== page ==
- Property assessed clean energy (PACE) loans – PACE loans offer financing for green property upgrades, including solar, that are tied to the property, not the property owner (borrower). Only available in a few states.
- Power purchase agreements (PPAs) – PPAs and solar leases are for systems installed on your home but owned by a third party. You either pay a fixed amount per month or a fixed amount per each kWh (kilowatt-hour) the system produces. The terms for PPAs and leases are typically 20 years and are transferred with a property to a new owner.
What is net metering?
Many states have policies to compensate solar owners for sending electricity to the grid when their panels produce more power than the property uses. Typically, the owner receives bill credits, not money, that are “banked” and available when the property uses electricity from the grid.
Net metering and other compensation vary from state to state and among individual utilities. Check your local utility to understand what is available. DSIRE offers a comprehensive list of solar incentives by state, as well as additional information and maps showing solar policies across the U.S.
What size system should I install on my home?
Every site is different, and the needs of the system owner vary. System size depends on how much electricity (kWh) is consumed on-site, the orientation and tilt of the system, the available space and financial considerations.
You do not have to offset 100% of the consumption of your home or business. Always check with a licensed installer or contractor to determine the optimal size of your system.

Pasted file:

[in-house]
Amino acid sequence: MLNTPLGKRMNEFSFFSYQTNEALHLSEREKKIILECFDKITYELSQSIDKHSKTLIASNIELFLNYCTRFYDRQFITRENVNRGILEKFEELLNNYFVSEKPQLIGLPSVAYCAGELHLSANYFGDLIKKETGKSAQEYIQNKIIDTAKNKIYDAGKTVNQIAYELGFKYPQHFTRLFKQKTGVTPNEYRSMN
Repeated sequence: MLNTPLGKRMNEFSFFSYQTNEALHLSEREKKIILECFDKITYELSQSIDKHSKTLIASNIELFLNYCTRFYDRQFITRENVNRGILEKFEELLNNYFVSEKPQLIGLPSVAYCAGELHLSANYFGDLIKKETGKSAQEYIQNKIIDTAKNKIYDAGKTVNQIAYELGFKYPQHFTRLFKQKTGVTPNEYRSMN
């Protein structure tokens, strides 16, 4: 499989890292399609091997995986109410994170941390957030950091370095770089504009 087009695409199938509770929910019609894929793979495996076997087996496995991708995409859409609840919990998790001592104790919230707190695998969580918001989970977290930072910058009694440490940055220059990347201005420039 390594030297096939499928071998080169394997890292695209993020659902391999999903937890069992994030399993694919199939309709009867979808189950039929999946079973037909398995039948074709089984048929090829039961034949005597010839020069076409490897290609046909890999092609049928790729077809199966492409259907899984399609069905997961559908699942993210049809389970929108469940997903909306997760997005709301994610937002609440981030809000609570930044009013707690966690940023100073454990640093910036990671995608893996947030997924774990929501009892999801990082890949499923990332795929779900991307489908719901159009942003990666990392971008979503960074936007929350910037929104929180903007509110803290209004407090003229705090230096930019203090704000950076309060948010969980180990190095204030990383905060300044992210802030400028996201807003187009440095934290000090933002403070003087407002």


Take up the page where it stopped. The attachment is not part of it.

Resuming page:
For individual properties, the Department of Energy recommends several online tools to estimate the amount of solar that could be installed on a given rooftop.
How efficient are photovoltaic modules?
Photovoltaic panel efficiencies range from 15% to 22%. These percentages refer to the conversion efficiency, or the percentage of sunlight that is converted directly into electricity. More efficient panels require less space to produce the desired amount of electricity.
Where should I put my panels?
PV panels are typically installed on your roof but also can be mounted on the ground. In the U.S., the ideal direction to have your panels face is south or west.
Do solar panels and inverters come with a warranty?
PV panels come with a 25-year production warranty. A central inverter comes with a 10-year warranty, while microinverters come with a 25-year warranty. Most central inverter manufacturers offer a supplementary 10-year extended warranty at an additional cost. Ask your contractor for 10-year warranty on workmanship to protect against defects and undue degradation of electrical generation output.
What is the typical solar installation timeline?
Your project will need a building or electrical permit from the city or county building and safety department before you can legally begin installation. Once you obtain the required permits, a typical residential installation takes as few as one to three days to complete.
Once your system is installed, the city or county will inspect it. After your new system passes this initial inspection, your local utility also may inspect the system to ensure it is interconnected to the electrical grid properly and meets all safety requirements.